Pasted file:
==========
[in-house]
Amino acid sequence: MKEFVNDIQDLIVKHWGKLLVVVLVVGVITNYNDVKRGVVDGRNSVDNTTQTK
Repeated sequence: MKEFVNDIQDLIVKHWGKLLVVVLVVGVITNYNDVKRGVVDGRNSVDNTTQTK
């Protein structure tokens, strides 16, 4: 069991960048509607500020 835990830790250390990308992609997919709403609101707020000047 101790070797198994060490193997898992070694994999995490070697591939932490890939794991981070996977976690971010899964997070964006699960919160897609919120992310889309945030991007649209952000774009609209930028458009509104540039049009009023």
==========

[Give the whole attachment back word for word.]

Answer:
[in-house]
Amino acid sequence: MKEFVNDIQDLIVKHWGKLLVVVLVVGVITNYNDVKRGVVDGRNSVDNTTQTK
Repeated sequence: MKEFVNDIQDLIVKHWGKLLVVVLVVGVITNYNDVKRGVVDGRNSVDNTTQTK
């Protein structure tokens, strides 16, 4: 069991960048509607500020 835990830790250390990308992609997919709403609101707020000047 101790070797198994060490193997898992070694994999995490070697591939932490890939794991981070996977976690971010899964997070964006699960919160897609919120992310889309945030991007649209952000774009609209930028458009509104540039049009009023």